Jurgen Klopp has led Liverpool back to the pinnacle of English football, and after securing the club’s 19th league title, the circumstances will inspire him to win No. 20.
Savour and remember how this feels, you might even have to get used to this type of thing.
Liverpool FC are the champions of England for the 19th time and if they want to, it will open the floodgates to many more in the seasons ahead.
There was a time when I thought we’d never escape the number 18.
I am a child born of the 1970s, one that was at his most impressionable during the 1980s, an era when winning the league title was just something Liverpool did. It was unusual if we didn’t win it.
While familiarity never bred contempt, by the time we won our 18th, in 1989/90, we were a bit ‘business as usual’ about it all.
Yes, there was a degree of relief to get over the finish line, given the manner in which we had lost it the previous season, but we just thought the title-winning horizon would never close in on us.
We’d won 11 league titles in 18 years, throwing in four European Cups, two UEFA Cups, two FA Cups and four League Cups within the same period of time. How could we have foreseen what was to come?
Spirited efforts to end the league title drought came and went. Roy Evans at the seven-year mark, Gerard Houllier after 12 years, Rafa Benitez at 19 years and then Brendan Rodgers came close, at our 24th anniversary.
Talented teams each one. In the cases of the sides Evans, Houllier and Benitez built, they were undone by a lack of unremitting belief. They were good enough to win the title, but maybe they never quite believed it enough.
With the side Rodgers put together, they didn’t lack belief, but they did lack the strength in depth needed to go that extra few games down the final straight.
Then came Jurgen Klopp and he turned Liverpool into mentality monsters.
On each occasion we lost out on the title, between winning it in 1990 and the arrival of Klopp, we suffered a pronounced dip. We mourned those missed opportunities.
Evans was gone within 18 months of losing out in 1997. Houllier departed two years beyond his flirtation with the title, Benitez was ushered to the exit 12 months beyond his near-miss, while Rodgers made way for Klopp just 17 months after seeing his title aspirations evaporate so heartbreakingly.
Liverpool had worked their way into a pattern of cyclical spikes, followed by a period of introspection and licking their wounds, before regrouping under new management, for another effort for the summit.
Klopp was having none of this, though.
In he came, with a defined plan to build Liverpool into a bastion of invincibility, and paired it up with an infectious personality and a sense of fun and humour that even won the admiration of many rivals.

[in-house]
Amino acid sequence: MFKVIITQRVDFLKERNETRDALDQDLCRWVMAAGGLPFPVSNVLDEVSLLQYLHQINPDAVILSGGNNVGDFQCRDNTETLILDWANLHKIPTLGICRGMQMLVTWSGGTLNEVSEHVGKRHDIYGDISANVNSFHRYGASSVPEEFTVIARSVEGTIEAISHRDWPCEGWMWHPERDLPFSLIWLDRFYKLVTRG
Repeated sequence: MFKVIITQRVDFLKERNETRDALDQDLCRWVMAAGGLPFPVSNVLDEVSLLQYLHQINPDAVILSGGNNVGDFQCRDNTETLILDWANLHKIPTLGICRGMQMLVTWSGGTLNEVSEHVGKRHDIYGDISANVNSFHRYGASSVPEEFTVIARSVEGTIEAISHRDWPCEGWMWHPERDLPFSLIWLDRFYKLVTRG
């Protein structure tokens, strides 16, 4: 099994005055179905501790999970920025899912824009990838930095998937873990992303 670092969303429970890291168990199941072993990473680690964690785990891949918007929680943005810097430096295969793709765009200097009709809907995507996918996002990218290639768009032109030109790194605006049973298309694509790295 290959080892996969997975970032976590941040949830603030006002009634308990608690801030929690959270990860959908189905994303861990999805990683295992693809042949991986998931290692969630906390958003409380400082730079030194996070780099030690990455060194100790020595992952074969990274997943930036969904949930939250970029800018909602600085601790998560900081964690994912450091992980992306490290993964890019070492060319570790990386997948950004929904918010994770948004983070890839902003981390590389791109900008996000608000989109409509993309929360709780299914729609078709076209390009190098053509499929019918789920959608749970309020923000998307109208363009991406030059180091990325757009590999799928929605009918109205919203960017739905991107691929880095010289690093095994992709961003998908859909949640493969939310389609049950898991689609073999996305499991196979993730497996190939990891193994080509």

Squad improvements were made, as were difficult decisions on who should go and who should stay. Imagine not wanting to stay and be a part of such a revolution?
The Liverpool team began to take Klopp’s personality out on to the pitch with them. Paternal in his approach, good performances never went unrecognised and the appreciation and encouragement came in vast quantities.
Meanwhile, the supporters of the club fell head over heels for this incredible individual who preached that it was entirely about the collective. Common-sense returned to Anfield.
Klopp’s Liverpool went from doing the basics right to making the complicated seem all too simple.
A wonderful, yet strange voodoo was taking shape.
Then came the body blows of a lost League Cup final and a lost Europa League final, yet rather than subscribe to previous destructive patterns, Klopp’s Liverpool absorbed the pain and moved forward.
Momentum was building, as was the fear of rival supporters. Each blow Liverpool received was celebrated at Goodison, in Manchester, London and elsewhere, in the hope that each new hit would prove to be a fatal one.
The 2018 Champions League final defeat should have been a devastation too far, but it proved to be the catalyst for a truly ridiculous 24 months. The sight of Klopp singing with supporters the following morning went viral.
This wasn’t a man who was heading for introspection.
He picked his dejected team up off the ground, he strengthened it further and then went back to the Champions League final a year later, where No. 6 was claimed on a hot Madrid evening, just weeks after another league title had slipped through Liverpool’s fingers, this time despite accumulating 97 points and losing only one game all season.
A new pattern was emerging: the use of a disappointment as an inspiration.
See Philippe Coutinho depart for Barcelona? Fear not, simply reinvest the transfer fee in recruiting the best goalkeeper and best centre-back in the world.
Lose the Champions League final? No problem, just go back and win it next season.
Miss out on the Premier League title in record- and heart-breaking circumstances? That’s OK, just run away with it next time around instead.
Yes, we have finally broken the 30-year hoodoo, but in unprecedented times that have necessitated games being played behind closed doors.
There is a party that we can’t fully let loose with, yet.
In this respect, don’t be surprised if Klopp wins the title again next season, just to give us the in-stadium joy of winning No. 20.
Up the beautiful red champions.